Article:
Black Orchestral Network Sparks Industry Reform From Harlem To Hawaii

January 22, 2024

The Black Orchestral Network (BON), a collective dedicated to fostering inclusion and equity for Black orchestral musicians.

Is leading a movement for change within the classical music sphere, launching its annual National Day of Solidarity on Monday, January 29, 2024. This powerful day serves as a resounding appeal for the equitable treatment and inclusion of Black orchestral musicians, resonating across the industry and beyond.

At the heart of this movement is the newly released, poignant “Dear American Orchestras, Part II,” an open letter demanding transparency and equity in the tenure process. This rallying cry addresses long-standing barriers to inclusion and champions fair practices for Black musicians, emphasizing the urgent need for action in orchestral spaces. The letter outlines ten actionable steps to reform the tenure process within American orchestras. View the open letter in its entirety here, “Dear American Orchestras, Part II.”

“Our National Day of Solidarity represents a united front demanding equity and transparency within orchestral ensembles. It’s a collective effort to bring about essential change and recognition for Black orchestral musicians who have long been undervalued and excluded,” says Weston Sprott, BON Co-Founder and Steering Committee member. “Dear American Orchestras [I and II] not only offer a blueprint for progress but also stand as crucial historical records, capturing the sentiments and collective experiences of Black musicians in orchestras—it’s a representation of generations past and present.”

Additionally, BON introduces its membership drive, inviting individuals and organizations to contribute to this important cause through membership or institutional support. Embracing individual members free of charge, with a suggested donation of $20, BON offers a platform for active involvement in shaping the future of orchestral music. Membership unlocks access to exclusive community conversations, professional development opportunities, and the chance to amplify the voices of Black orchestral musicians.

Institutional supporters, committed to diversity, equity, and inclusion (DEI) initiatives, stand to gain visibility through job postings and event promotions while aligning with a movement committed to reshaping classical music’s landscape.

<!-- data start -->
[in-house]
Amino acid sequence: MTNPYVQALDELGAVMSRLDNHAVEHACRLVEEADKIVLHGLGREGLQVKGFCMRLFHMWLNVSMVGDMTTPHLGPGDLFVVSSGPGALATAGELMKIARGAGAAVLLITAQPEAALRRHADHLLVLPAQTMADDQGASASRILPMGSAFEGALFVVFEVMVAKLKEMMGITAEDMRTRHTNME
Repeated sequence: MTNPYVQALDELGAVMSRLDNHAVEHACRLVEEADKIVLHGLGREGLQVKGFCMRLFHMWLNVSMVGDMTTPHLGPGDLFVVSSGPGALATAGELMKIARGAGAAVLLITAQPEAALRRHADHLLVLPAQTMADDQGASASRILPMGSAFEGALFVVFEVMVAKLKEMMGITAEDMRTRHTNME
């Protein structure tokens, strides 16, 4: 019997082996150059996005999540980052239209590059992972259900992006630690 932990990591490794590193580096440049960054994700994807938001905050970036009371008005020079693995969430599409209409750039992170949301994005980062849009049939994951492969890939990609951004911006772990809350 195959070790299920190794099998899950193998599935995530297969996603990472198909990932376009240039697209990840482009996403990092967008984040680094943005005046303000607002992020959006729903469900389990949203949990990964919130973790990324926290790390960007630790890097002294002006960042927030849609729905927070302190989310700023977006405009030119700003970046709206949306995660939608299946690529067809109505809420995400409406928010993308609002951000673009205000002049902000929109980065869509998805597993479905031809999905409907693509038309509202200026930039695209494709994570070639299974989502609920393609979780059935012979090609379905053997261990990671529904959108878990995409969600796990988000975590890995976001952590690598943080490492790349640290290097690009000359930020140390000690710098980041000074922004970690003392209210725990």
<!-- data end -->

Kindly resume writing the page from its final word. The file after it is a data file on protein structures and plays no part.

“By joining BON, you’re not just championing change; you’re amplifying stories and perspectives that enrich the very fabric of orchestral music,” says Lexi Holloway, BON Steering Committee member.

The impact of BON’s previous Day of Solidarity and the release of the “Dear American Orchestras” letter in May 2022 signified a critical turning point. Thousands joined the call, urging American orchestras to honor moral and artistic commitments by fostering spaces where Black musicians can thrive. This momentous event laid the foundation for BON’s ongoing mission, actively shaping the narrative and instigating change within the classical music industry.

Join BON’s Advocacy Initiatives

On January 29, 2024, supporters are encouraged to post the BON Day of Solidarity graphic to their social media platforms, driving the urgent message of inclusion and equity within American orchestras.

Artists, audience members, educators, music lovers, culture bearers, and enthusiasts are invited to co-sign the “Dear American Orchestras, Part II” open letter by adding their names to the list of Black orchestral musicians and supporters calling on American orchestras for change.


Co-sign the letter here.

Consider becoming a member and actively contributing to BON’s mission, and explore donation opportunities to support the cause.

The Black Orchestral Network

The Black Orchestral Network (BON) is a collective dedicated to creating an inclusive and equitable environment for Black people in the orchestral field. BON is a necessary vehicle for securing a future where Black classical artists are connected and form a rich, expressive, and culturally affirming network.

Connection within the Black orchestral community is vital to their sense of belonging and well-being. The understanding and improvement of our experience is critical not only to our future but also to the future of orchestral music as a practice and the music industry as a whole. www.blackorchestralnetwork.org

Photo credit: BON Steering Committee (top left to right) David Norville, Emilio Carlo, Shea Scruggs, Joseph Matthews, and Alex Laing (bottom left to right) Titus Underwood, Lexi Holloway, Jen Arnold, and Weston Sprott_Photo Credit_TITILAYO AYANGADE.


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